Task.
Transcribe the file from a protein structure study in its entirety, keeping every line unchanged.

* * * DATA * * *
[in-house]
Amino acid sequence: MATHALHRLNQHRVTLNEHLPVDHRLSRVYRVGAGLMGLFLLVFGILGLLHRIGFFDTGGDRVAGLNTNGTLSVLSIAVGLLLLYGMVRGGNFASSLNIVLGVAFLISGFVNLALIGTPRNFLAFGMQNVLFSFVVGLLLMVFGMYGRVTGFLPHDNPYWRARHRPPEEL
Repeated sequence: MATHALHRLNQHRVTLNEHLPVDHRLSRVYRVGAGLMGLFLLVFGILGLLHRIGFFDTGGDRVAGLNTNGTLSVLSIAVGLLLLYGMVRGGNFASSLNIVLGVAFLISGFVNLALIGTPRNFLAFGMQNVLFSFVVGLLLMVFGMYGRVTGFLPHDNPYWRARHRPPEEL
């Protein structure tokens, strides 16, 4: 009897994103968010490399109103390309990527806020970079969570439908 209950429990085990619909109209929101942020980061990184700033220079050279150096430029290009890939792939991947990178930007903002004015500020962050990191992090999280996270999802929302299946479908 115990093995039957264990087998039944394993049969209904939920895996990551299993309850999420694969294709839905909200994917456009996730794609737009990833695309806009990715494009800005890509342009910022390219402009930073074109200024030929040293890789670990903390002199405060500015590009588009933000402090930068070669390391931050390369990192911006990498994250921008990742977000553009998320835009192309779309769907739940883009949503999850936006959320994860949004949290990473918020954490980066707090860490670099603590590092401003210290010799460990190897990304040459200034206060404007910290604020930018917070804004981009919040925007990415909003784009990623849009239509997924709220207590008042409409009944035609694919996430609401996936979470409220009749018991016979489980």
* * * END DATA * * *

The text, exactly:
[in-house]
Amino acid sequence: MATHALHRLNQHRVTLNEHLPVDHRLSRVYRVGAGLMGLFLLVFGILGLLHRIGFFDTGGDRVAGLNTNGTLSVLSIAVGLLLLYGMVRGGNFASSLNIVLGVAFLISGFVNLALIGTPRNFLAFGMQNVLFSFVVGLLLMVFGMYGRVTGFLPHDNPYWRARHRPPEEL
Repeated sequence: MATHALHRLNQHRVTLNEHLPVDHRLSRVYRVGAGLMGLFLLVFGILGLLHRIGFFDTGGDRVAGLNTNGTLSVLSIAVGLLLLYGMVRGGNFASSLNIVLGVAFLISGFVNLALIGTPRNFLAFGMQNVLFSFVVGLLLMVFGMYGRVTGFLPHDNPYWRARHRPPEEL
């Protein structure tokens, strides 16, 4: 009897994103968010490399109103390309990527806020970079969570439908 209950429990085990619909109209929101942020980061990184700033220079050279150096430029290009890939792939991947990178930007903002004015500020962050990191992090999280996270999802929302299946479908 115990093995039957264990087998039944394993049969209904939920895996990551299993309850999420694969294709839905909200994917456009996730794609737009990833695309806009990715494009800005890509342009910022390219402009930073074109200024030929040293890789670990903390002199405060500015590009588009933000402090930068070669390391931050390369990192911006990498994250921008990742977000553009998320835009192309779309769907739940883009949503999850936006959320994860949004949290990473918020954490980066707090860490670099603590590092401003210290010799460990190897990304040459200034206060404007910290604020930018917070804004981009919040925007990415909003784009990623849009239509997924709220207590008042409409009944035609694919996430609401996936979470409220009749018991016979489980």